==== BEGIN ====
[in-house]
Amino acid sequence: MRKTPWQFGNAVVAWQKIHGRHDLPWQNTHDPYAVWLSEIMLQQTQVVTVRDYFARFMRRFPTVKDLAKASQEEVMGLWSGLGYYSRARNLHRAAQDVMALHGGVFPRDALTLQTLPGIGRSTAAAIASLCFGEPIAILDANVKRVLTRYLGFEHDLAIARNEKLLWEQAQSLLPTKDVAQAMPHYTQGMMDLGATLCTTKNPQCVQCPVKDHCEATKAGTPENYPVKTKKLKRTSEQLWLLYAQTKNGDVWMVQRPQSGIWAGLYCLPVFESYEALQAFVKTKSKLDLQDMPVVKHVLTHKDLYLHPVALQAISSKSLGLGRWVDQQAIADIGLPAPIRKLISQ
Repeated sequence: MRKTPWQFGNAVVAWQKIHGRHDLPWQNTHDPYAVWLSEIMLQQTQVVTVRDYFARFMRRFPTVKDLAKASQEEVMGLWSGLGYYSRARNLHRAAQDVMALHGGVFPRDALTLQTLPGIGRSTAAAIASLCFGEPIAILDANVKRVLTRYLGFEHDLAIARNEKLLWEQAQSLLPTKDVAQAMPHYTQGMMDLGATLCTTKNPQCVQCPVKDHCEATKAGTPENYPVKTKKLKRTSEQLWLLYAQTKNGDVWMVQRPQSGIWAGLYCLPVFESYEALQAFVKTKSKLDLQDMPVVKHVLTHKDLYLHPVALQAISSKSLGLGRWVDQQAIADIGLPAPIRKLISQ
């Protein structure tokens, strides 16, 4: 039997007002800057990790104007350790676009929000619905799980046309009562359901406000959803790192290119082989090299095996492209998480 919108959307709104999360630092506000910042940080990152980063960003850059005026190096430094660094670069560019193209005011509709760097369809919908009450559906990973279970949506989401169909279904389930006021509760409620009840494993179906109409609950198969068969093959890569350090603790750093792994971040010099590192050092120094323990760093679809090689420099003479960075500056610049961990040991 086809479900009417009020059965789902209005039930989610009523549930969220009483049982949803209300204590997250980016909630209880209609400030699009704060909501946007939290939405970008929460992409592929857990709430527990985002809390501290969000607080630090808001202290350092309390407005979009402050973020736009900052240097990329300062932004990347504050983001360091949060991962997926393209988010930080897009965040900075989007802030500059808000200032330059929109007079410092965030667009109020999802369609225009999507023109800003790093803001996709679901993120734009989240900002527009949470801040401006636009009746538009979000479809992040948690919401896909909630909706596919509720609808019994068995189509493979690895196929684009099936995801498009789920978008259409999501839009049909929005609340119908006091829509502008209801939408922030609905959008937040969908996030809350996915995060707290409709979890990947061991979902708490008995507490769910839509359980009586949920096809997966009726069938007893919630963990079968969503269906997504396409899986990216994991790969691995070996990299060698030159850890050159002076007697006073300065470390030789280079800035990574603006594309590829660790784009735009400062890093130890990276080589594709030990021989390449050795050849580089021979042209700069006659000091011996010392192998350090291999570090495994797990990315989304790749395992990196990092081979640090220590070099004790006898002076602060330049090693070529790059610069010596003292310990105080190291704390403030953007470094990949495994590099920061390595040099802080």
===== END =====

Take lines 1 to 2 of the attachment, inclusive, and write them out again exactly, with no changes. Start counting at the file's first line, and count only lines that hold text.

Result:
[in-house]
Amino acid sequence: MRKTPWQFGNAVVAWQKIHGRHDLPWQNTHDPYAVWLSEIMLQQTQVVTVRDYFARFMRRFPTVKDLAKASQEEVMGLWSGLGYYSRARNLHRAAQDVMALHGGVFPRDALTLQTLPGIGRSTAAAIASLCFGEPIAILDANVKRVLTRYLGFEHDLAIARNEKLLWEQAQSLLPTKDVAQAMPHYTQGMMDLGATLCTTKNPQCVQCPVKDHCEATKAGTPENYPVKTKKLKRTSEQLWLLYAQTKNGDVWMVQRPQSGIWAGLYCLPVFESYEALQAFVKTKSKLDLQDMPVVKHVLTHKDLYLHPVALQAISSKSLGLGRWVDQQAIADIGLPAPIRKLISQ